LOS ANGELES – Sunshine and rainbows alternated with thunderclaps, downpours, snow and hail on Monday as the last in a trio of storms broke up over California after flooding roads and homes and trapping people in swamped vehicles.
At least four people died, three were missing and others were rescued from raging floodwaters during the storms that added to impressive amounts of precipitation in a state that has struggled through years of withering drought.
As of Sunday night, downtown Los Angeles had recorded 14 inches of rain since the start of the water year on Oct. 1, just .77 inch less than the seasonal average, and rain continued to fall in the unstable aftermath of the storm front.
Heavy snow in the Sierra Nevada triggered an avalanche that shut down a highway just west of Lake Tahoe. Officials warned of continuing avalanche danger at all elevations of the Sierra. In northern Nevada, schools were canceled after more than a half-foot of snow fell near Reno.
Flood watches and warnings remained in place for much of Southern California, a day after nearly 4 inches of rain fell south of Los Angeles, inundating roadways, toppling trees and raising fears of damaging mudslides.
Low-elevation snow dusted rural communities just north of Los Angeles while resort communities to the east in the San Bernardino Mountains were digging out from more heavy snow. Many schools in the inland region closed for the day.
The last of the three storms brought hours of rainfall to Southern California on Sunday.
Ryan Schwarzrock, 35, and his wife, Emily Earhart, 32, were at home in Seal Beach, south of Los Angeles, when the rain began to pound. The couple watched the street that winds through their mobile home community fill with water. Then, the water crept over the concrete step leading up to their home.
"It just started seeping in," said Earhart. "We started getting towels and realized it wasn't going to do it."
The couple propped up couches on empty plastic bins and used paving stones to raise the bed off the floor. They pulled books from lower shelves and stacked them on the kitchen table. In 20 minutes, the floor was covered with 4 inches of water.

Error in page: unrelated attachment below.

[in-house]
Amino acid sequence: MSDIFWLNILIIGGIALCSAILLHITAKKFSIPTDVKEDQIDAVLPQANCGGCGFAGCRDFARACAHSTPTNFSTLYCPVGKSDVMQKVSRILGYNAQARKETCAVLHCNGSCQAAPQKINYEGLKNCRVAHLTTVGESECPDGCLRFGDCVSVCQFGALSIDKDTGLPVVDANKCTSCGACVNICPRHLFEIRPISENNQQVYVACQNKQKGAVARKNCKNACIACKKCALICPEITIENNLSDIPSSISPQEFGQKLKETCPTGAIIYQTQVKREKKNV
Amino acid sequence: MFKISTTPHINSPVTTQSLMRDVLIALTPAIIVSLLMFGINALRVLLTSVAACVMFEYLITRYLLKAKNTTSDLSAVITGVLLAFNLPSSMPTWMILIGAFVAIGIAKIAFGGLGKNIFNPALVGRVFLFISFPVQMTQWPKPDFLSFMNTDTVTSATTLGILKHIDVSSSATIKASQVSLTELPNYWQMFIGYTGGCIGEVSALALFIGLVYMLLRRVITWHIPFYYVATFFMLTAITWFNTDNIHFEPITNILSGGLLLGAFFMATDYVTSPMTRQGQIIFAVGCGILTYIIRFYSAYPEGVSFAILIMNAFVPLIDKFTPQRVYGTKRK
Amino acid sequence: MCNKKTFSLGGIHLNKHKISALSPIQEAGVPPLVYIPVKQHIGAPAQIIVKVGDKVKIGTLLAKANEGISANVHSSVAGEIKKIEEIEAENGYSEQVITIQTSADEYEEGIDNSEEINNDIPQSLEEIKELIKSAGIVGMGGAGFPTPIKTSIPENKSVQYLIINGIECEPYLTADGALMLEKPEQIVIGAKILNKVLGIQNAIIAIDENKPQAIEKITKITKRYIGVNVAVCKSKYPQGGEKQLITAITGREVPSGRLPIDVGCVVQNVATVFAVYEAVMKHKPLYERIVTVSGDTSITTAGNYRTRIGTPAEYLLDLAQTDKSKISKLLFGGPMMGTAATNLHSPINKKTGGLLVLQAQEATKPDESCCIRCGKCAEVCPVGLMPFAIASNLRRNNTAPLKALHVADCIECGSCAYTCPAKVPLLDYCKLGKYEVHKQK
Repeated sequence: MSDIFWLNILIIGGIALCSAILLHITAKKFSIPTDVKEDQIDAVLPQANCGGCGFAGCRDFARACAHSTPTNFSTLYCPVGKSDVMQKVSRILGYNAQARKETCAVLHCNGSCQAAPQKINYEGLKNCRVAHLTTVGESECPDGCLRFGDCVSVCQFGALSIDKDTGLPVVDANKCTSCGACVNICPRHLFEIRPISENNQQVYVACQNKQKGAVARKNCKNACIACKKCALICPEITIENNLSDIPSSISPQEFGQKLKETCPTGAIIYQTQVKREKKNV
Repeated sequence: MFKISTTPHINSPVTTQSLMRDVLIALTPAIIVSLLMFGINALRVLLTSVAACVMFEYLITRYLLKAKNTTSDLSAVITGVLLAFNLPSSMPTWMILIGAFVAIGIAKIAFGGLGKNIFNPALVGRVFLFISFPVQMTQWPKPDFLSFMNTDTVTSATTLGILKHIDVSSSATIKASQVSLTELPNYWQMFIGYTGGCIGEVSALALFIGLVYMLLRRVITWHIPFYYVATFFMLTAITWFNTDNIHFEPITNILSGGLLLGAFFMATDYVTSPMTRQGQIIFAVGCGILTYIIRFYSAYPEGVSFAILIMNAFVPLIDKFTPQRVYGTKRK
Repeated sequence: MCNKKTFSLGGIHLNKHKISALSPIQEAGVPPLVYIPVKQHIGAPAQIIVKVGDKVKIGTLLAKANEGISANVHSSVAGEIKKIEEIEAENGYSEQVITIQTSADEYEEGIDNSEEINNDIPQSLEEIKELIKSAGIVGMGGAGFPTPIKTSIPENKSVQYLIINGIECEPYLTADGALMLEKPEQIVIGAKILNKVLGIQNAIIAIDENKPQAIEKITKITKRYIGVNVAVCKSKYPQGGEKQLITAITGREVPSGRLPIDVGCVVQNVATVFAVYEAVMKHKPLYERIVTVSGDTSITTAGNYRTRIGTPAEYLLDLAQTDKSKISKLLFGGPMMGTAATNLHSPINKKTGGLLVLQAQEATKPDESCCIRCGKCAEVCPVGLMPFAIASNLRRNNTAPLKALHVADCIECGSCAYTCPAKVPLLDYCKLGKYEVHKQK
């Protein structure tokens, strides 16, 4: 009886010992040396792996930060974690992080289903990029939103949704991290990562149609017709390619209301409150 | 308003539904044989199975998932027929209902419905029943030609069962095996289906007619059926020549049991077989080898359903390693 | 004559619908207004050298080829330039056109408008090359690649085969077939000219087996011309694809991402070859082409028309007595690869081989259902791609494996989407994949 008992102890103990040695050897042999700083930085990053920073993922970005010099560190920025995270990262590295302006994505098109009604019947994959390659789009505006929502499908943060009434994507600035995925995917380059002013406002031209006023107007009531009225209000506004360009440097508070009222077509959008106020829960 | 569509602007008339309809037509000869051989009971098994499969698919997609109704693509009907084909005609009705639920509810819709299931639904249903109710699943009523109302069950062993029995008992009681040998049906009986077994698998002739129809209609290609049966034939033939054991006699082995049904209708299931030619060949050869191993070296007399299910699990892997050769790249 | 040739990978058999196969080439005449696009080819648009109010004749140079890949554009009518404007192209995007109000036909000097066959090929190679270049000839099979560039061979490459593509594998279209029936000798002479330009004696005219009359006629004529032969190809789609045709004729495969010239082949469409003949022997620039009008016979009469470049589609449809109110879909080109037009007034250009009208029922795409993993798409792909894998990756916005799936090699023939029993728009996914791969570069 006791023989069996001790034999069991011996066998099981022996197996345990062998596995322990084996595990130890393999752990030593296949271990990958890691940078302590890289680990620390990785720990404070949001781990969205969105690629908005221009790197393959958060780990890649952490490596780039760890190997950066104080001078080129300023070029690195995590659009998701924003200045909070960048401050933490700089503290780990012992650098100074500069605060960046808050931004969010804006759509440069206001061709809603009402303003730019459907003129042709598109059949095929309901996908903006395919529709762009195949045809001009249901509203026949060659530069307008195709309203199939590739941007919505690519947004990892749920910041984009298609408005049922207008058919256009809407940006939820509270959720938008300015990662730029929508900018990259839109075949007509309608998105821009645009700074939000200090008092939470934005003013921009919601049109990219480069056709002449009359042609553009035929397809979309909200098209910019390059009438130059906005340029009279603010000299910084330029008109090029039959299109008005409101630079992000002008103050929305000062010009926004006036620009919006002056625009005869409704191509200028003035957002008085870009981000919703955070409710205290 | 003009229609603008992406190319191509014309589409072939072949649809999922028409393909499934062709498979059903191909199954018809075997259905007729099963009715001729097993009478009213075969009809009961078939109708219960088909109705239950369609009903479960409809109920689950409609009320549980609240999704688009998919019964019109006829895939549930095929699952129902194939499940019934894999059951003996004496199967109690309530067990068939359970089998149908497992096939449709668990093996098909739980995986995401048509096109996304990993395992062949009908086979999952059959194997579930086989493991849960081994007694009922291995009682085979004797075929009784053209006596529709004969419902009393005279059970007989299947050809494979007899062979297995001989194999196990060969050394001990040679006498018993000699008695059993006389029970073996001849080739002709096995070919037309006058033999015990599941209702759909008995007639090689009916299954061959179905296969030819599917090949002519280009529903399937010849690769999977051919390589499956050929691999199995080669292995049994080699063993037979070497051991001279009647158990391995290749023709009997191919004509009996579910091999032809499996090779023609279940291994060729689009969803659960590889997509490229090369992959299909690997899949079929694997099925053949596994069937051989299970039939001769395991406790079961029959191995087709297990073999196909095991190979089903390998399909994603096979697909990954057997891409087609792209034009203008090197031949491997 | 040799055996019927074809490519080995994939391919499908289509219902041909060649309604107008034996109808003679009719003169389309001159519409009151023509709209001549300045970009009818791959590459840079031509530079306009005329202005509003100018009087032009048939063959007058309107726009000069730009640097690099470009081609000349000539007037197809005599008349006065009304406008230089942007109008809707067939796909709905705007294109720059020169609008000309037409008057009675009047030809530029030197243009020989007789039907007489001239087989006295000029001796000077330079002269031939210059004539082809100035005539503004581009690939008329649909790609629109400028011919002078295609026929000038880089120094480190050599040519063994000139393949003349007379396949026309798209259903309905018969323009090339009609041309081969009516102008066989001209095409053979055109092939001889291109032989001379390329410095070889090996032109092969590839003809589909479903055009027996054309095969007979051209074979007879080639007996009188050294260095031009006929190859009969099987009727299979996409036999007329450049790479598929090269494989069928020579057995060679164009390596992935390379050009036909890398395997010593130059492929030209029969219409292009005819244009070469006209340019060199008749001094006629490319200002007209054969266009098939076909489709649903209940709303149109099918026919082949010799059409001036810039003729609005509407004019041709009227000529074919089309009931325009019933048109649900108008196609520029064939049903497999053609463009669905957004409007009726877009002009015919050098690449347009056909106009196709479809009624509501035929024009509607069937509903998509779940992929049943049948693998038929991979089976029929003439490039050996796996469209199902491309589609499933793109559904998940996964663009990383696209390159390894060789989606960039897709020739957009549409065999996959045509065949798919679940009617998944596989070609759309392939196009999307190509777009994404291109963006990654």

"With the drought, no one has really been thinking about rain and floods, and then it all comes," Schwarzrock said.
Other Southern Californians were able to find some fun in the floods, paddleboarding and rafting through streets. A helmeted man raced a personal watercraft through suburban Fullerton.
The National Weather Service had warned that the system could be among the strongest storms in years, and it delivered.
Long Beach Airport received 3.87 inches of rain by 5 p.m. Sunday, breaking the all-time daily record for rainfall. Los Angeles Airport got 2.78 inches, another single-day record.
Fire departments reported numerous water rescues through the weekend, many involving motorists in high water.
A search resumed Monday for an 18-year-old woman whose car plunged into a rushing creek after a collision in Alameda County southeast of San Francisco on Saturday.
A man's body was found in a swollen creek in northern San Diego County, which received more than 2.5 inches of rain.
In San Diego, two women were swept into the ocean by a large wave Saturday in Sunset Cliffs. Both were pulled from the water, but one later died at a hospital, Fire-Rescue Capt. Joe Amador said.
A motorist in the Los Angeles County city of Pomona died after losing control and smashing into a telephone pole amid heavy rains, according to police.
In Mendocino County, a massive oak toppled onto an apartment in Ukiah Saturday, crushing the building and killing a woman in her bed, fire officials told The Press Democrat newspaper of Santa Rosa.
The storm was accompanied by huge surf along the coast.
A historic WWI-era ship called the S.S. Palo Alto beached near Santa Cruz was torn apart by massive waves Saturday. It had been a landmark since it was intentionally grounded and connected to shore with a pier in 1930 in a failed venture to create a seaside entertainment destination.
Elsewhere in the West, avalanche warnings were issued for northern Utah, where heavy snow snarled traffic and led to numerous fender benders. Idaho Gov. C.L. "Butch" Otter signed a disaster declaration for Washington County due to snow accumulations. A vacant bar in Payette, Idaho, collapsed early Sunday under the weight of snow.
Associated Press writers Amy Taxin in Orange County, California, Kristin J. Bender in San Francisco and Scott Sonner in Reno, Nevada, contributed to this report.